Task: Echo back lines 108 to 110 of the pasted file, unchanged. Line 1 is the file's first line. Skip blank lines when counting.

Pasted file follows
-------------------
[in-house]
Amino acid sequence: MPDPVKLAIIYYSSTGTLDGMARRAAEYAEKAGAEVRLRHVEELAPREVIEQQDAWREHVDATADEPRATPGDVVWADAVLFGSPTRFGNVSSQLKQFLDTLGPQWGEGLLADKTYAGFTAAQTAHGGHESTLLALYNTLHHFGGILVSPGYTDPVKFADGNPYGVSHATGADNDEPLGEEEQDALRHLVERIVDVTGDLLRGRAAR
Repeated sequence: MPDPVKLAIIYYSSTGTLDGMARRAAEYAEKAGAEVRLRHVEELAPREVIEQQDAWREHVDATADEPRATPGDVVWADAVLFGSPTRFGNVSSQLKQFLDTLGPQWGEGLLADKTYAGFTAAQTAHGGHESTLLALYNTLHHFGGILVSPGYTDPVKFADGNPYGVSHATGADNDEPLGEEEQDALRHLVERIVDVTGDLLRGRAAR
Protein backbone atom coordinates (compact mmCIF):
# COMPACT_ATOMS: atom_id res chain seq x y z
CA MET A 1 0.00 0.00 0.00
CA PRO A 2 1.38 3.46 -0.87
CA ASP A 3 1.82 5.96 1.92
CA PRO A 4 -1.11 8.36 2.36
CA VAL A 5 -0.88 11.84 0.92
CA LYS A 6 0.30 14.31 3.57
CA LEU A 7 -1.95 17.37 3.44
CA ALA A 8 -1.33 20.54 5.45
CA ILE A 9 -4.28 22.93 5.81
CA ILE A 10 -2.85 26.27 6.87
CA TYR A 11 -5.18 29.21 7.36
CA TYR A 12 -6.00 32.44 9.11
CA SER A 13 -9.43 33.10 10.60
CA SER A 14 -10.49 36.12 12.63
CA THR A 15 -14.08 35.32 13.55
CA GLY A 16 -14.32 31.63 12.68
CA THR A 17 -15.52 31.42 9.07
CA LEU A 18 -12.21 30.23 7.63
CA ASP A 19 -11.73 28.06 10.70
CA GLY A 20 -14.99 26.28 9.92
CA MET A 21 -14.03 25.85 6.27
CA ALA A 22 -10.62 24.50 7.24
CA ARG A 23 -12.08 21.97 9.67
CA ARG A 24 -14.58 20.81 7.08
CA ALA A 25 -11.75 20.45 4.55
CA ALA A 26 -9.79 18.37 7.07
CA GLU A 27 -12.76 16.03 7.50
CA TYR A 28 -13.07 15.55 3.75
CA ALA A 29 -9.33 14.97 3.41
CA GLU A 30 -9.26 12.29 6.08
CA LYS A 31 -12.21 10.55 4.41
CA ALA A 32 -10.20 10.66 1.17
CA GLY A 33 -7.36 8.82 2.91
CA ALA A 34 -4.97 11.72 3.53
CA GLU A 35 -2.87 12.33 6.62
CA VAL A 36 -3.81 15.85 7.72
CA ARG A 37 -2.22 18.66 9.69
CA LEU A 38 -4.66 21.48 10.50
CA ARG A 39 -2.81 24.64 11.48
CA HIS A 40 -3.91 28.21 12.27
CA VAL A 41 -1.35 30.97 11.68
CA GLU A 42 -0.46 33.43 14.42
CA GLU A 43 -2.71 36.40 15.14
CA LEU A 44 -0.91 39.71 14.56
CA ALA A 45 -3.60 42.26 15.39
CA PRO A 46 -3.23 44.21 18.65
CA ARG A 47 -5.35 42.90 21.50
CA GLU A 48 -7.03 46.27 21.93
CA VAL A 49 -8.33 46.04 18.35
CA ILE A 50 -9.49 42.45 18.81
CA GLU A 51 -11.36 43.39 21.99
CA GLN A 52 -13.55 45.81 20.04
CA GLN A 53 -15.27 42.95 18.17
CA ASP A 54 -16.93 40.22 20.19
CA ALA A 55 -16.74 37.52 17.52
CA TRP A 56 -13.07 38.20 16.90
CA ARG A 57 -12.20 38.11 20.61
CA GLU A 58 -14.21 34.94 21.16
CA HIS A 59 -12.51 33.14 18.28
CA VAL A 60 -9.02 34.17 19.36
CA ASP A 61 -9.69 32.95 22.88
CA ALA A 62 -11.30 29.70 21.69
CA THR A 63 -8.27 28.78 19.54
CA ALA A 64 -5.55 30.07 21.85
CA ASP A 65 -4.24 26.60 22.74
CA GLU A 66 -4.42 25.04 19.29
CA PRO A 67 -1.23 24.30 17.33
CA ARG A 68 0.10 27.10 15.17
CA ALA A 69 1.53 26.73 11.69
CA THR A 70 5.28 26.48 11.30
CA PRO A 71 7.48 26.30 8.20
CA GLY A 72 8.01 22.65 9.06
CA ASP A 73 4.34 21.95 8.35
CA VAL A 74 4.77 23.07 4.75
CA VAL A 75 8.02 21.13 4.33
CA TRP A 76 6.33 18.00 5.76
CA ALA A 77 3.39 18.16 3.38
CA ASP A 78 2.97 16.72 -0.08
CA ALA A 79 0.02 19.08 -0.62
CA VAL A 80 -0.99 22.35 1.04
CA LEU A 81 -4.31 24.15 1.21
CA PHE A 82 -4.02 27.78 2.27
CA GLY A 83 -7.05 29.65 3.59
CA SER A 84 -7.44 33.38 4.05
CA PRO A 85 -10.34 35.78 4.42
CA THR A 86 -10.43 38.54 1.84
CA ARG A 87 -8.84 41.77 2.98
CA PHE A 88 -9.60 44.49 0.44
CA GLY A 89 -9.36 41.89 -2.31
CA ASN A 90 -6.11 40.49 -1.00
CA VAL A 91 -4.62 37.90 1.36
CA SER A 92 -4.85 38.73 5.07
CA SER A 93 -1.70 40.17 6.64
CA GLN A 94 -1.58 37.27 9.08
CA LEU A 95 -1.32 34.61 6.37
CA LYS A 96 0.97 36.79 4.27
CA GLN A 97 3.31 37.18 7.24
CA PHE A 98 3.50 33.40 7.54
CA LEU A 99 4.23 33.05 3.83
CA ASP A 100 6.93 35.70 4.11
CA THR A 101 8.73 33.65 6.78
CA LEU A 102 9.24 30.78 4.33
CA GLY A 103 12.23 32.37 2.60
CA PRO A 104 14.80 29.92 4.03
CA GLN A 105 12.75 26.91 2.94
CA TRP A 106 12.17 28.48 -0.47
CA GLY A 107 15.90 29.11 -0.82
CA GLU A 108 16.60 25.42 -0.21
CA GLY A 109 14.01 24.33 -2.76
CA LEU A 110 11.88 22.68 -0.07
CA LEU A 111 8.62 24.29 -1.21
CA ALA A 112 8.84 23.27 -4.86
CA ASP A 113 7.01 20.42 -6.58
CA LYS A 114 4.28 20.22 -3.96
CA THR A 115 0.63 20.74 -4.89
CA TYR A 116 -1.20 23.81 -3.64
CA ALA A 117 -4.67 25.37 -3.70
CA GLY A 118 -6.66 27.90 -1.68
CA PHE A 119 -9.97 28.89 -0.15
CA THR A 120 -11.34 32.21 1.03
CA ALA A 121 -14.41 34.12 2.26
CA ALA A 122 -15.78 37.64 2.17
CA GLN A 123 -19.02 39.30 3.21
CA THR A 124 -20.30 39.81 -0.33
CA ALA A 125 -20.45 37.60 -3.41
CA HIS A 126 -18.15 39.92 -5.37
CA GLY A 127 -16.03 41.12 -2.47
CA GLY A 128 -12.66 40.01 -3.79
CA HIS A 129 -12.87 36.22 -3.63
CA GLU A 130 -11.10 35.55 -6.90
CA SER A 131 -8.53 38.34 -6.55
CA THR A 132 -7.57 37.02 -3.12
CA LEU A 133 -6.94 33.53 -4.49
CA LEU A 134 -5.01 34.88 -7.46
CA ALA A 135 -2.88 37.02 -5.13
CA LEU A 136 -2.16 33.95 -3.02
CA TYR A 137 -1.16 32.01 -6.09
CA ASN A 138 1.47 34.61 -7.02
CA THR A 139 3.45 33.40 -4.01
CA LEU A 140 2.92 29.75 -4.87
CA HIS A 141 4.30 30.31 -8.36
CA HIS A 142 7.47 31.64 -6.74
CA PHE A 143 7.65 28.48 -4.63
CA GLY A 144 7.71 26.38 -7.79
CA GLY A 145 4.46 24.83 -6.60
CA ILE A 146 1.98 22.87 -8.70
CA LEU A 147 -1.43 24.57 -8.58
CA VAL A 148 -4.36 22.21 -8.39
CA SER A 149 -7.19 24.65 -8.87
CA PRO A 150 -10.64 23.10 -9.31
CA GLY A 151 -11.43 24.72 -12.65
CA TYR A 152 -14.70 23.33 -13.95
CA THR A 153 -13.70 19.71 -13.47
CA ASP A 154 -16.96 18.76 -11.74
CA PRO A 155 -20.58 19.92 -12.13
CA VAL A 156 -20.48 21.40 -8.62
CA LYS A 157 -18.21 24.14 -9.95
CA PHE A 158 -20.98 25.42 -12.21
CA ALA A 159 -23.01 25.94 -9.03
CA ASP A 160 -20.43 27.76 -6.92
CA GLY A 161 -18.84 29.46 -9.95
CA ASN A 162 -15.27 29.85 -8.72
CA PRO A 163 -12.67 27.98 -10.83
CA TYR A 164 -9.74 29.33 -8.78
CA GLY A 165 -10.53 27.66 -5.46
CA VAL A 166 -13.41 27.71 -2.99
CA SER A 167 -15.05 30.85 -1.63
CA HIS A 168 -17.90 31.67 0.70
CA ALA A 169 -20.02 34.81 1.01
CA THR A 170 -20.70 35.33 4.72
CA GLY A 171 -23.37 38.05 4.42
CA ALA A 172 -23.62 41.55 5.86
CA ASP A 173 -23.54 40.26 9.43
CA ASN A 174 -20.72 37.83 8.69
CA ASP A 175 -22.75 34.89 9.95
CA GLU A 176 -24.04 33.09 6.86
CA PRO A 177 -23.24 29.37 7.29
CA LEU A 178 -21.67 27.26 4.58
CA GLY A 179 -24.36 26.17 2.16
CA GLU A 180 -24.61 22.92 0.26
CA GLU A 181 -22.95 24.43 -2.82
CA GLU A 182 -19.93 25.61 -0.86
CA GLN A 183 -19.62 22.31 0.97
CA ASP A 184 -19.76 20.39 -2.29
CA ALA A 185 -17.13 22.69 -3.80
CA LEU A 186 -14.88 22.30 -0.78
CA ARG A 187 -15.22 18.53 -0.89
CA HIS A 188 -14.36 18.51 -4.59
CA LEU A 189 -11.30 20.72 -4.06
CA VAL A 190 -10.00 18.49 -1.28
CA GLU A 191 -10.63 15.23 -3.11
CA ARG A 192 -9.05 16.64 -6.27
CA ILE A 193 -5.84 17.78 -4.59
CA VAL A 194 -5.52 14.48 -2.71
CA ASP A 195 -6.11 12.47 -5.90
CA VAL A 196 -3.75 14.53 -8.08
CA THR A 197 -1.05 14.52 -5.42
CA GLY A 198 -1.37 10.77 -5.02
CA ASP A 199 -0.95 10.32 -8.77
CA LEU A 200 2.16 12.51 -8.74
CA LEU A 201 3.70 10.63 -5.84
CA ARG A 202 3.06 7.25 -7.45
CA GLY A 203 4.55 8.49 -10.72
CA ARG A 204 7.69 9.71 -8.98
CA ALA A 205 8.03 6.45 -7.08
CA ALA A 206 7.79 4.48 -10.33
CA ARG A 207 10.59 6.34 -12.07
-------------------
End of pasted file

CA GLY A 103 12.23 32.37 2.60
CA PRO A 104 14.80 29.92 4.03
CA GLN A 105 12.75 26.91 2.94